Student becomes master (briefly)
Over the summer, I got the opportunity to be an instructor for CMU's pre-college program: National High School Game Academy (NHSGA). This BVW style program required us to impart game development knowledge to high school students over six weeks. After the initial couple of weeks of instruction, the students went on to develop games for a multitude of platforms available at the ETC.
As the lead programming instructor, my first responsibility was to devise the curriculum for the programming classes. I had four other programming instructors working in different capacities for the program and we split the workload for the multiple level of classes - beginner, intermediate and advanced. I instructed the intermediate class and based my material off the Unity 'Tanks' tutorial. I had personally found this tutorial extremely helpful in understanding the breadth of features that Unity had to offer, and so I decided to pass on the knowledge. Also, I find 'learning by doing' to be the best approach for becoming familiar with programming concepts.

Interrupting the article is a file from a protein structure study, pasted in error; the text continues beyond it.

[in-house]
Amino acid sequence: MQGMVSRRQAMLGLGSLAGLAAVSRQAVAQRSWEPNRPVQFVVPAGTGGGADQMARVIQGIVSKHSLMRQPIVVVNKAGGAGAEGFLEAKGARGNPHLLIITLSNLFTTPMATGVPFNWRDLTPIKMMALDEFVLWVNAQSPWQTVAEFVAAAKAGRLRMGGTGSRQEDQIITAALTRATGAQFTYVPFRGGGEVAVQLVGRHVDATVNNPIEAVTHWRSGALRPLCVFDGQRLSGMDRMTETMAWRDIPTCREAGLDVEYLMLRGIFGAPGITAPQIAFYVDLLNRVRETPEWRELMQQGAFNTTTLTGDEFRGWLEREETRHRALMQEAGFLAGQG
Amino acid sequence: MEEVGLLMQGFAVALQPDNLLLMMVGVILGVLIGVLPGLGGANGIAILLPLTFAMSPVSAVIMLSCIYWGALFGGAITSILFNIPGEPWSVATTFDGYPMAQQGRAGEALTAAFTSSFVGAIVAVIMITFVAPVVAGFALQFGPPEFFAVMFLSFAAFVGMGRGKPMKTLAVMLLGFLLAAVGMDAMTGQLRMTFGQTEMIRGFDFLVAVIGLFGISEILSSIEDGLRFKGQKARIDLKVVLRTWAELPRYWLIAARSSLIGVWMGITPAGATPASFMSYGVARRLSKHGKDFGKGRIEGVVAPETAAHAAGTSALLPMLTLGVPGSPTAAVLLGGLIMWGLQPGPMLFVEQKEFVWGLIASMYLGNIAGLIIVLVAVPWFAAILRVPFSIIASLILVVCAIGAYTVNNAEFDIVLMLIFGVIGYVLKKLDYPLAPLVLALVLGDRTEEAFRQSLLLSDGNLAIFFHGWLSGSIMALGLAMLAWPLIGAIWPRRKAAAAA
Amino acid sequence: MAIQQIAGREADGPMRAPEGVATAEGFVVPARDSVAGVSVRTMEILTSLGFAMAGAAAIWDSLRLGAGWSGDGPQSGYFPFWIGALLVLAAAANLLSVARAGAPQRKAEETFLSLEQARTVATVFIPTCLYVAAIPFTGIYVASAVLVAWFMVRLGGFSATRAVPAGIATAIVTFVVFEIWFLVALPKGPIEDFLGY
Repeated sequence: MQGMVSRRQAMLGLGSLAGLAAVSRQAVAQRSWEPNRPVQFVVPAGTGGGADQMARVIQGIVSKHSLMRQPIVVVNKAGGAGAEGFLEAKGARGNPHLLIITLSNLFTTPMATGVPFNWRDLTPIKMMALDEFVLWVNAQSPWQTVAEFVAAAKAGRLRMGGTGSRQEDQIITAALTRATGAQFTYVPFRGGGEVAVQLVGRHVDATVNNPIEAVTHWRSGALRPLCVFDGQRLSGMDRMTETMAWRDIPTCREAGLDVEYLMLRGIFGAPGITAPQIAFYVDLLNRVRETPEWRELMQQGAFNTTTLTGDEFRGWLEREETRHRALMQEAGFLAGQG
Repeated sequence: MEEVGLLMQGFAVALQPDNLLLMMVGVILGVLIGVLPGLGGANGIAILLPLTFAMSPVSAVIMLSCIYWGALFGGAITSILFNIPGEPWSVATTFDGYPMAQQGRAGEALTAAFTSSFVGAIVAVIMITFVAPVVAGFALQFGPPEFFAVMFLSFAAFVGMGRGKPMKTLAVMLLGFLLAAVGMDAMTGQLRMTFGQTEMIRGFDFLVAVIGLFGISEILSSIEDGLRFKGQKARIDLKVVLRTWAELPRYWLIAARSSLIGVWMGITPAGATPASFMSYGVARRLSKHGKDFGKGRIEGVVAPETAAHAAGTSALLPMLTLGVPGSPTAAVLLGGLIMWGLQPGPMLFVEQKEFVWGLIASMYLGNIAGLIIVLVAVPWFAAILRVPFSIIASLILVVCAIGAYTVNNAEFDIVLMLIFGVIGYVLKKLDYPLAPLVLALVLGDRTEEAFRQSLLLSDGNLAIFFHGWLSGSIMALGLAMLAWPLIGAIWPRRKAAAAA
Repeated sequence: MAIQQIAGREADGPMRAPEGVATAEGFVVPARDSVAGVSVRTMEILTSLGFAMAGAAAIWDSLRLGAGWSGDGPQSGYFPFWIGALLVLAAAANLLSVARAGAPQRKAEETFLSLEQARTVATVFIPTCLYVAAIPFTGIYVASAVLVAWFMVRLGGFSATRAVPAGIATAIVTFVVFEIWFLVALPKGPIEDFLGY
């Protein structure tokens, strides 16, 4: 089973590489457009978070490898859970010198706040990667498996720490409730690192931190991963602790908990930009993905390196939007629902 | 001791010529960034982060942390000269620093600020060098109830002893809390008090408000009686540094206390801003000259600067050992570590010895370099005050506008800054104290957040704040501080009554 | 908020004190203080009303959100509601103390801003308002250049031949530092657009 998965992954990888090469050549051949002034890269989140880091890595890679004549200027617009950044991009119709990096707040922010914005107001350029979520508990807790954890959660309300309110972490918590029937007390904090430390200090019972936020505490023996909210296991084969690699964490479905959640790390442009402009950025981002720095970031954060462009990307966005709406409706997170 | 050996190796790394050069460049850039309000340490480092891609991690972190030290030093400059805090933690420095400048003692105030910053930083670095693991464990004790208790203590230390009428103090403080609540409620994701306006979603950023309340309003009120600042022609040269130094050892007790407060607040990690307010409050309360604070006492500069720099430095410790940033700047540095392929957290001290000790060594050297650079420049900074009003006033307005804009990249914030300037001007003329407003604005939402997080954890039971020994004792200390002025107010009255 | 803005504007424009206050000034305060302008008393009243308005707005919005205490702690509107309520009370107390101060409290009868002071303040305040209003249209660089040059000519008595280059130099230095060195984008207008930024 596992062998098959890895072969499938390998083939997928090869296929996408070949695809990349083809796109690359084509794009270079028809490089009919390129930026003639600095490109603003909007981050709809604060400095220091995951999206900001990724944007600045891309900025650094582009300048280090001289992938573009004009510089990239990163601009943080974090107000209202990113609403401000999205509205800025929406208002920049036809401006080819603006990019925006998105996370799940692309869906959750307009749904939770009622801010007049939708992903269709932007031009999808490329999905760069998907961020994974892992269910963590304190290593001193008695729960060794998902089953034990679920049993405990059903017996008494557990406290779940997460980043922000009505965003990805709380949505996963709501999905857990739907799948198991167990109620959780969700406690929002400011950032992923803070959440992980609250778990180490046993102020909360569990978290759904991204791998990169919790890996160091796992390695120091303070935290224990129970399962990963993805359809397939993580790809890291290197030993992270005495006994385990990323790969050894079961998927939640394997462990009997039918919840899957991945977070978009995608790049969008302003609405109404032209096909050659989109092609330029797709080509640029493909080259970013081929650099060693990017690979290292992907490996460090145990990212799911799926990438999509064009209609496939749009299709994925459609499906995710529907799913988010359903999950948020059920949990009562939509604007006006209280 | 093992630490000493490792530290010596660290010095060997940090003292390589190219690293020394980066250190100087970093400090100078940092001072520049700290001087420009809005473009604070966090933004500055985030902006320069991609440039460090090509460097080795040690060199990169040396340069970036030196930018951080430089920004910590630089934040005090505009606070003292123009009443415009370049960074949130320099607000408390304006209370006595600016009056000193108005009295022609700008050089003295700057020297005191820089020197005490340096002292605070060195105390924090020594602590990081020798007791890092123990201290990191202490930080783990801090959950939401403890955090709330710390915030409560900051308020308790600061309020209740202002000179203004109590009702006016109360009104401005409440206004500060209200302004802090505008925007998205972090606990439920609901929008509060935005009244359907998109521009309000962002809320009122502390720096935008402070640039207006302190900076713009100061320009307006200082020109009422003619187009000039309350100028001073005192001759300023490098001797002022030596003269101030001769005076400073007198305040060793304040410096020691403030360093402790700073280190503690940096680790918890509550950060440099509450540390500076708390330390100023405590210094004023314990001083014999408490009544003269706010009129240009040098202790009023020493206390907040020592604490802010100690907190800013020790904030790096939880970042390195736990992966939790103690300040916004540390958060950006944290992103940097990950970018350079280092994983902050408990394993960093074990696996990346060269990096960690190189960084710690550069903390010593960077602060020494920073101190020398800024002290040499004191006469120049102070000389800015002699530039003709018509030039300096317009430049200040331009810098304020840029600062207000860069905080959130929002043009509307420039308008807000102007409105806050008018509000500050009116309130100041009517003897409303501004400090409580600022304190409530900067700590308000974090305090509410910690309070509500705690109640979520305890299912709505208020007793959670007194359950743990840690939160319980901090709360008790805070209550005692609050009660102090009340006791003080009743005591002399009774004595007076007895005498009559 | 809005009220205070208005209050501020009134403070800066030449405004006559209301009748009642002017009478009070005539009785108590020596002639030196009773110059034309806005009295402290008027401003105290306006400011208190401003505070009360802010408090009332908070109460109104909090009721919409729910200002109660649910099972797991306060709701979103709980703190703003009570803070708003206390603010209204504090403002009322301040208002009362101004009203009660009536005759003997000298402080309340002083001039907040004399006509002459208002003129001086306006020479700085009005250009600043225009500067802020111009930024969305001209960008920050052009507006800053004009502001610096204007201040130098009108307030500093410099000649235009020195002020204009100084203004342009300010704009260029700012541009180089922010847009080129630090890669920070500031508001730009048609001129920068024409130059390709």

This role was the perfect chance for me to dive deep into Unity. A general rule of thumb is to prepare for thrice the duration for which you will be lecturing/teaching. During this process, I got to refresh my knowledge on a lot of aspects of Unity like camera and GUI editors as well as learn some new tricks along the way. For version control, we decided to teach the students Git via command line so I conducted a workshop on that too. I had been using Perforce till now at the ETC, so it was useful to instruct and use Git on a more regular basis. If you are interested in learning to use Git, Try Git is an excellent interactive tool to cover the basics while showing you the live changes visually.
The weeks flew by as I was constantly helping with debugging or providing technical support for platforms. I learned to be extremely flexible while entertaining requests and even ended up solving Maya installation problems on a Mac - things I had no experience with before. I have always prided myself on my ability to deconstruct others' code and debug problems: skills that make it easy to work with other programmers. These were pushed to their limit during the NHSGA, but fortunately, I was able to survive the onslaught of issues while providing solutions for them.
Overall, the program accelerated quickly and soon I was under a mountain of technical requests. However, I enjoyed the challenge and I loved working with technologies like HTC Vive, Jam-o-drum and Cave, which I had missed out on during BVW. I was proud of the worlds that the students came up with and the videos of their work can be viewed on Vimeo!